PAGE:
Tick Bites

Tick bites can cause several diseases in humans, including Lyme Disease and Rocky Mountain Spotted Fever. The best way to avoid getting sick from a tick bite is to take measures to prevent them. Using insect repellants containing DEET will greatly reduce the potential for bites. When working in areas where ticks are prevalent, protective clothing such as long pants, long sleeves and socks will reduce the chances of a bite. Ticks live in moist areas and are often found in vegetation around ponds, birdbaths and other water sources. Regular lawn mowing reduces moisture in yards that can attract ticks.

Even with preventative measures, you may still get bitten. It is therefore important to know what to do when you are bitten by one.

Firstly, remove the tick properly. This is done by carefully grasping the tick with a pair of tweezers as close to the surface of the skin as possible. Pull the tick out with even, steady pressure. Avoid jerky movements that can leave the mouth of the tick imbedded in the skin. After the tick has been removed, thoroughly wash the area with rubbing alcohol or soap and water. Dispose of the tick by flushing it down the toilet. Smashing ticks may release microbes that cause illness. Finally, thoroughly wash your hands with soap and water after disposing of the tick.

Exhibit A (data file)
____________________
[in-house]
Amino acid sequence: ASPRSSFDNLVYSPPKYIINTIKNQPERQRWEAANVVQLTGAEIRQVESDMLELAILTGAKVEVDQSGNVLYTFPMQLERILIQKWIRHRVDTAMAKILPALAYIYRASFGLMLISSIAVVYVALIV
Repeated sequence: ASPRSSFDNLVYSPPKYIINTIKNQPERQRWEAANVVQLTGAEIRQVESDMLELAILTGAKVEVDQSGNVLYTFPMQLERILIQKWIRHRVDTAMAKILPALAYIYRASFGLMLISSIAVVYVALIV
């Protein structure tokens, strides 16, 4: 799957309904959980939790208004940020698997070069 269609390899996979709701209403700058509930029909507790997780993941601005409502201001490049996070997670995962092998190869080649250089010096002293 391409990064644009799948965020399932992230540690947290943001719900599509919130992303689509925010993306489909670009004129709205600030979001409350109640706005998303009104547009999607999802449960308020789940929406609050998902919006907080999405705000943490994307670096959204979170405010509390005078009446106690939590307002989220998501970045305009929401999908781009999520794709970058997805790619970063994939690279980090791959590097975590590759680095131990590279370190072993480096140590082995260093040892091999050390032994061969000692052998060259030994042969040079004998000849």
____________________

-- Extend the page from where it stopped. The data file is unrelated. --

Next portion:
Next, carefully observe the area of the bite for several days. Swelling, itching or red bumps in the area of the bite are normal reactions. However, if you experience other symptoms, such as fever, chills, headaches, a red rash, anorexia, tiredness or muscle weakness, consult a health care professional. These are symptoms of tick borne illness and need to be addressed with medication. A caregiver should treat any illness as soon as possible. Treatment usually includes a course of antibiotics and may include a topical steroid.

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